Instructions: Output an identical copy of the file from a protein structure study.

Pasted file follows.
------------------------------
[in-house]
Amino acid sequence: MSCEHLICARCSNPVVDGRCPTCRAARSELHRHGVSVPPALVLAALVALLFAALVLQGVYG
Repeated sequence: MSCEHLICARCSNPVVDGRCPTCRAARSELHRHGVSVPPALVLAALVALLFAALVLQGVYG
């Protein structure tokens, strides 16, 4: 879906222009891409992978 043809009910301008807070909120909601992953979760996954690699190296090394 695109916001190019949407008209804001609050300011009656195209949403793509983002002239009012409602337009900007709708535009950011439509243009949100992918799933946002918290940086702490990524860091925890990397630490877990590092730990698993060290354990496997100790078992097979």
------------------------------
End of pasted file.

[in-house]
Amino acid sequence: MSCEHLICARCSNPVVDGRCPTCRAARSELHRHGVSVPPALVLAALVALLFAALVLQGVYG
Repeated sequence: MSCEHLICARCSNPVVDGRCPTCRAARSELHRHGVSVPPALVLAALVALLFAALVLQGVYG
């Protein structure tokens, strides 16, 4: 879906222009891409992978 043809009910301008807070909120909601992953979760996954690699190296090394 695109916001190019949407008209804001609050300011009656195209949403793509983002002239009012409602337009900007709708535009950011439509243009949100992918799933946002918290940086702490990524860091925890990397630490877990590092730990698993060290354990496997100790078992097979």